Hearing from someone who shared the same kinds of struggles growing up can resonate with youth. For example: The Lawrence Youth Team’s chief street outreach worker spent 11 years in prison and led one of the city’s major gangs during the 1990s. When he tells current gang members and “wannabes” how he watched his son grow up through a Plexiglas window, his plea to build a better life is grounded in his firsthand experience of the high costs of street violence. Similarly compelling is the story of a caseworker on the Lawrence Team who had two kids by the time she was 16, yet managed to graduate from college. When she speaks about education’s transformative power, her message carries instant credibility.
This year, about 40 participants in the Lawrence program will become neighborhood emissaries working with community and faith-based organizations to reach other gang-involved youths and help stabilize some of the poorest areas of the city. Some of the young men will move into permanent jobs in these organizations, city departments, and the private sector.
“A lot of kids want to give back if you give them a chance,” says McCabe. “This way the kids feel like they’re doing something valuable, and you expand the capacity of the city.”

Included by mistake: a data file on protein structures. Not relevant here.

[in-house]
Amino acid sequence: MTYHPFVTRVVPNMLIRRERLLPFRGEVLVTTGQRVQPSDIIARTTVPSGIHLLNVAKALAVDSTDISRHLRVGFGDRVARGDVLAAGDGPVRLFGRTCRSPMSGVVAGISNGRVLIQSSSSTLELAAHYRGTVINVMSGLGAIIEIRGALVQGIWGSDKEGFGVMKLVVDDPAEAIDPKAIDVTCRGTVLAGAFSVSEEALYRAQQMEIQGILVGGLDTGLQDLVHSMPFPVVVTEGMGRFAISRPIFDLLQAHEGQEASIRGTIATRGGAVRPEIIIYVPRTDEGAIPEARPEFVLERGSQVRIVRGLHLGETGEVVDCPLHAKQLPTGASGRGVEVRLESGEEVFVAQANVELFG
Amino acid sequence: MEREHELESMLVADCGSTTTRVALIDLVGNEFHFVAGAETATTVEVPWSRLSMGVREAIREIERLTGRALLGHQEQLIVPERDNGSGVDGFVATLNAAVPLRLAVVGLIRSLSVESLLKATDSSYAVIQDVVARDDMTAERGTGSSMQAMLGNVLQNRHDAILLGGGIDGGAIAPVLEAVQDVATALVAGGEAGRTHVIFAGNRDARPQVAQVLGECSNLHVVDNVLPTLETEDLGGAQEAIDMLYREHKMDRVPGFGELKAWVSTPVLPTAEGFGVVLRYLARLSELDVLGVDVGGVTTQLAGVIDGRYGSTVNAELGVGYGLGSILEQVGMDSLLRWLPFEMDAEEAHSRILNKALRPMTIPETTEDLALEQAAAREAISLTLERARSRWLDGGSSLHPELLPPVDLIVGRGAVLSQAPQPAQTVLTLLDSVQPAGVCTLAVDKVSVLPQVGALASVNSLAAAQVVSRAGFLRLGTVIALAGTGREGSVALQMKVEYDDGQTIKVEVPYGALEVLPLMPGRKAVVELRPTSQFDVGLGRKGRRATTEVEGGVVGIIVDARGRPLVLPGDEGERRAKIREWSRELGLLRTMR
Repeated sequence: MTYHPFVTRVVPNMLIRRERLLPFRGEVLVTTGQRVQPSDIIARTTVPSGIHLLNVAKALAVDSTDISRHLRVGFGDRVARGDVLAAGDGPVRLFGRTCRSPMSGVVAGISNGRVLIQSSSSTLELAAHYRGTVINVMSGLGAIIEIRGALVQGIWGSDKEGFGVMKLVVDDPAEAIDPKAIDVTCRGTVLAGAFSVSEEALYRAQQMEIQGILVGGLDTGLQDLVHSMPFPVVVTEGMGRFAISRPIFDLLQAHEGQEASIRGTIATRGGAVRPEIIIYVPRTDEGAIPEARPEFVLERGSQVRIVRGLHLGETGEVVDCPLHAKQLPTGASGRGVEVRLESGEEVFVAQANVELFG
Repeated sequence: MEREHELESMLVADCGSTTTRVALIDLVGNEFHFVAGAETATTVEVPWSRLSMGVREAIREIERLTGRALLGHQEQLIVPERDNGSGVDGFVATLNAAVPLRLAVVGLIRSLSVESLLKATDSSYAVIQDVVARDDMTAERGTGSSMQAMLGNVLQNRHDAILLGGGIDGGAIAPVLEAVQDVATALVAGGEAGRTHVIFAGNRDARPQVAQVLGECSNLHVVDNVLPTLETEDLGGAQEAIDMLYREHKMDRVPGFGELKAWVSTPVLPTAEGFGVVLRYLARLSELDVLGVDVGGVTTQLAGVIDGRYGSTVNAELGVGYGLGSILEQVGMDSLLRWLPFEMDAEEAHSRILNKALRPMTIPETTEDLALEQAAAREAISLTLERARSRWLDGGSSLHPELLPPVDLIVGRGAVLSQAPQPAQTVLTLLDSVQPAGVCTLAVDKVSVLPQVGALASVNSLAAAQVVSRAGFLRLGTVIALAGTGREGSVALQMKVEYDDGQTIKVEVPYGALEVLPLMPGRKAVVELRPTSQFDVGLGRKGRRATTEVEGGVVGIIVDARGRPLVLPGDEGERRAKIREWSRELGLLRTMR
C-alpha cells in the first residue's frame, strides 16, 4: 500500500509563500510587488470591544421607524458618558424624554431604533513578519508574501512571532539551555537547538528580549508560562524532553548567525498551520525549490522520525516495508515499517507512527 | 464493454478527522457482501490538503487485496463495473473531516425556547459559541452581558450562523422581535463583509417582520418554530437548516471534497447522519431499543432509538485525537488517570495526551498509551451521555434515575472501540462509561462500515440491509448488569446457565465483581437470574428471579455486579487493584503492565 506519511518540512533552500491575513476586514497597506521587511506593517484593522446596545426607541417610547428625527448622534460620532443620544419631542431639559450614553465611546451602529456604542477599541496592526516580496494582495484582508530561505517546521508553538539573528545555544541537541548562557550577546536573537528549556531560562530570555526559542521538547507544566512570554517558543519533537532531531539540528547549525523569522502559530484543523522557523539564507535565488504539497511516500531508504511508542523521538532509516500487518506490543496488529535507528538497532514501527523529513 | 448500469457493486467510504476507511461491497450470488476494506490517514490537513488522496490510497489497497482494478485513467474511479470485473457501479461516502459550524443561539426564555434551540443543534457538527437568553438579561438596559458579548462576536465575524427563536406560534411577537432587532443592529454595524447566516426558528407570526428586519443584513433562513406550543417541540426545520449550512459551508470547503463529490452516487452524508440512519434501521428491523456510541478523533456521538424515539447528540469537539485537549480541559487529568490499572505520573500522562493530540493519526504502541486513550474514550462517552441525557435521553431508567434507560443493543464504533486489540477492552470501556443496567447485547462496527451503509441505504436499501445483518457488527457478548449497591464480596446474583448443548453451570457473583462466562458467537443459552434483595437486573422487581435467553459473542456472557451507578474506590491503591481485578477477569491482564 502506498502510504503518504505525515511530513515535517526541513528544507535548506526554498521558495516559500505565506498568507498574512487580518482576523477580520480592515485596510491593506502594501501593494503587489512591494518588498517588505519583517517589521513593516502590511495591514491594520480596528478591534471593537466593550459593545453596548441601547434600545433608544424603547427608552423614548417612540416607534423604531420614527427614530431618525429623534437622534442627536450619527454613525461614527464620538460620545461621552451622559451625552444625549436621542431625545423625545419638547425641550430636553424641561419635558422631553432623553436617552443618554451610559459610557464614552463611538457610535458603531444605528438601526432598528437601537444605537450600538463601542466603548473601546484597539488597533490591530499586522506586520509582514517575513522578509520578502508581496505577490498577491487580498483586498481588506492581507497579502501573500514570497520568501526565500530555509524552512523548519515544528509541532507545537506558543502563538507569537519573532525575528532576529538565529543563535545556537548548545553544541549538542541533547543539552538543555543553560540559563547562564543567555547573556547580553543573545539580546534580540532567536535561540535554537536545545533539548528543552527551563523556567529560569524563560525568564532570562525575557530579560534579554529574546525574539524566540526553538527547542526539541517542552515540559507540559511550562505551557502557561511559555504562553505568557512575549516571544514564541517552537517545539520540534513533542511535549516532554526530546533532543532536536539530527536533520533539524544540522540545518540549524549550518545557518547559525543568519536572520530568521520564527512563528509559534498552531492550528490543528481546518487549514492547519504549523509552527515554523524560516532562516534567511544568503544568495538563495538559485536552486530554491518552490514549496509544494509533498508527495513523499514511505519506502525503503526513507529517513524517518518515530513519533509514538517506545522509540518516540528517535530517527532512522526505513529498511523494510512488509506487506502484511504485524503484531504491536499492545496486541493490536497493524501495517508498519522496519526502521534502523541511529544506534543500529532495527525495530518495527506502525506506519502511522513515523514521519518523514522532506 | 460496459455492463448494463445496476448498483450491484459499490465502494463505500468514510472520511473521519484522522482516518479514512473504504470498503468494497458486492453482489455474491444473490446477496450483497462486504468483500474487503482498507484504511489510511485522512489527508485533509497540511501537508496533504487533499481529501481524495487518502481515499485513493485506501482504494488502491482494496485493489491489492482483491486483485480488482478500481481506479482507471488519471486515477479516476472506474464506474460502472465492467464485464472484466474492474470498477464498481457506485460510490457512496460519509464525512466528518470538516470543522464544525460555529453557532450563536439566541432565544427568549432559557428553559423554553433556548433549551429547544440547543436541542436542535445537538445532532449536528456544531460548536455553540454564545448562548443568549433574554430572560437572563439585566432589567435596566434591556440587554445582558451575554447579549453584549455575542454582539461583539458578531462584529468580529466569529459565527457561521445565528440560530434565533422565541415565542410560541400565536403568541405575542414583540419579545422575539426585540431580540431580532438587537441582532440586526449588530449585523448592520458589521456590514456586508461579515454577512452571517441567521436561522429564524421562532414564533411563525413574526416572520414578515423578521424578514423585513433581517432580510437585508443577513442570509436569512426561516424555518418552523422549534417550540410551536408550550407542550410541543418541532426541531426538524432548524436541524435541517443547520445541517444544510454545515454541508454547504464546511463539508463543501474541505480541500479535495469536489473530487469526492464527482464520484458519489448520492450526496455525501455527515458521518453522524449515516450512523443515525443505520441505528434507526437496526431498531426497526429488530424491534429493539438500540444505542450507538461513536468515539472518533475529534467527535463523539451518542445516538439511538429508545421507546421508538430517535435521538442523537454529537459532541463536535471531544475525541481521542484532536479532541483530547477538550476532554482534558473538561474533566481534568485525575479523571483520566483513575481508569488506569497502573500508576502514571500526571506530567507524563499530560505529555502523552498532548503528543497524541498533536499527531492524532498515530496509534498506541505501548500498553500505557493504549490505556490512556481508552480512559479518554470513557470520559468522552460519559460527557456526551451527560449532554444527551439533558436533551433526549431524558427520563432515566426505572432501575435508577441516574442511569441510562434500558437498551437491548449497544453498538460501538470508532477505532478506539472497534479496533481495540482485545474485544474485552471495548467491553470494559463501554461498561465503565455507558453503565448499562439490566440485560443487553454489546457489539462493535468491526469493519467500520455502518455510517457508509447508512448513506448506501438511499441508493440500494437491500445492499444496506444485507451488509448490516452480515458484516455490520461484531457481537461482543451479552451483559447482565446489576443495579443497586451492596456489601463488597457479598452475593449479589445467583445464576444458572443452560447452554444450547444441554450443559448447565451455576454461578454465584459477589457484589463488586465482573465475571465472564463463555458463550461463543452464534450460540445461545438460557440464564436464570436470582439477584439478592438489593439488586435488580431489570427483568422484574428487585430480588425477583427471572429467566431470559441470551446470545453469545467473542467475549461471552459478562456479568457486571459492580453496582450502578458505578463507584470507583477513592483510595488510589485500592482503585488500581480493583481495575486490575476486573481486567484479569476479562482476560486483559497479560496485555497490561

McCabe acknowledges that progress with this high-risk population takes a great deal of time and effort. The 131 youths currently in the Lawrence program fall along a continuum of commitment, he says, with some continuing to “lead a double life” of gang activity alternated with responsible behavior.
While the SSYI researchers’ cross-study analysis found that programs similar to those in Massachusetts have been successful with remarkable consistency, it is too soon to know the extent to which SSYI itself will have a positive impact. The evaluation team is now studying whether the cities participating in the SSYI initiative outperform comparable non-participating communities.
Meanwhile, the team will continue to follow the work in Lawrence and other Massachusetts cities in order to spread knowledge about what really works to stop violent crime in America’s urban centers. In particular, researchers are focusing on the complexities of a multiagency approach to addressing violence and are looking for ways their research might support the street outreach workers who appear to be key to the violence reduction efforts that have proven effective.